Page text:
On the Imitation of Christ

"Of the imitation of Christ, and of contempt of the world and all its vanities." Chapter 1 from the classic by Thomas à Kempis.

By Published on January 14, 2016

THOMAS A KEMPIS — He who follows with me shall not walk in darkness, says the Lord. (John 8:12) These are the words of Christ; and they teach us just how far we must imitate His life and character, if we seek true illumination and deliverance from all blindness of heart. Let it be our most honest study, therefore, to dwell upon the life of Jesus Christ.

His teachings surpass all teaching of holy men, and such as have His Spirit find therein the hidden manna. (Rev. 2:17) There are many who, though they frequently hear the Gospel, yet feel but little longing after it, because they have not the mind of Christ. He therefore that will fully and with true wisdom understand the words of Christ, let him strive to conform his whole life to that mind of Christ.

What does it profit you to enter into deep discussion concerning the Holy Trinity, if you lack humility, and be thus displeasing to the Trinity? Truly it is not the words that make a man holy and upright; it is a good life which makes a man dear to God. I would rather feel contrition then be skillful in the definition of the word. If you knew the whole Bible, and the sayings of all the philosophers, what should all this profit you without the love and grace of God? Vanity of vanities, all is vanity, except to love God and Him only to serve. That is the highest wisdom, to cast the world behind us and to reach forward to the heavenly kingdom.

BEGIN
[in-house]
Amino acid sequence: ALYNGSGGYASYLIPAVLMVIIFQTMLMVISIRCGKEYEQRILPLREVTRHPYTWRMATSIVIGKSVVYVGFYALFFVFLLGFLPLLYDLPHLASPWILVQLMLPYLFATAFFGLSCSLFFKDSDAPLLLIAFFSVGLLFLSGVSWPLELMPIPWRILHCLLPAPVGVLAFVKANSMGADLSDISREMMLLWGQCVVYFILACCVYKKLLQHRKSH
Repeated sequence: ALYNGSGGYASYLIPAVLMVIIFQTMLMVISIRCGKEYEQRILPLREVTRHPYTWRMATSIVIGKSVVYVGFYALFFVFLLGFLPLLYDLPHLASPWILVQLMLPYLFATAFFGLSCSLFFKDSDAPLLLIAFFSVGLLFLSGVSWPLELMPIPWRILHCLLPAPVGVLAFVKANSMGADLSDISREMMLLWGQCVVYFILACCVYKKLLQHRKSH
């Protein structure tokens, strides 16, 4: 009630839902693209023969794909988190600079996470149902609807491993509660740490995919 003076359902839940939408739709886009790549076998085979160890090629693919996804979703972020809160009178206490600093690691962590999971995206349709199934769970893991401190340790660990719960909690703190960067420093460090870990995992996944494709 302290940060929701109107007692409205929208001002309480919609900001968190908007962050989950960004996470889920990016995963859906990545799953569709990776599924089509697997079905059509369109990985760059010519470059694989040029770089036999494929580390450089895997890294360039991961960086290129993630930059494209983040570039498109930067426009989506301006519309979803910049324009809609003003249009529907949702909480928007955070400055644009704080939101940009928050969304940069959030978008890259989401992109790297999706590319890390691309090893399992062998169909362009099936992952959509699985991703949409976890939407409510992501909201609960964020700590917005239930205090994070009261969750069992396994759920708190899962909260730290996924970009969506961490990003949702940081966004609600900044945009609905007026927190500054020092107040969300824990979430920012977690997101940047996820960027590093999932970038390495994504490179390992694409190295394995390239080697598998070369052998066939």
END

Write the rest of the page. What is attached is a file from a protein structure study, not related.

It is vanity then to seek after, and to trust in, the riches that shall perish. It is vanity, too, to covet honors and to lift ourselves on high. It is vanity to follow the desires of the flesh and be led by them, for this shall bring misery at the last. It is vanity to desire a long life, and to have little care for a good life. It is vanity to take thought only for the life which now is, and not to look forward to the things which shall be hereafter. It is vanity to love that which quickly passes away, and not to hasten where eternal joy provides.

Be often mindful of the saying, the eye is not satisfied with seeing, nor the ear with hearing. (Eccl. 1:8) Strive, therefore, to turn away your heart from the love of the things that are seen, and to set it upon the things that are not seen. For they who follow after their own fleshly lusts defile the conscience and destroy the grace of God.

 

Thomas à Kempis was an Augustinian priest who lived in Kempen, Germany from 1380 to 1421.
The book from which this is excerpted,
 The Imitation of Christ, is universally considered to be one of the all-time classics of devotional literature.
This translation by William Benham (1831-1910) has been slightly modernized for readers of
The Stream.

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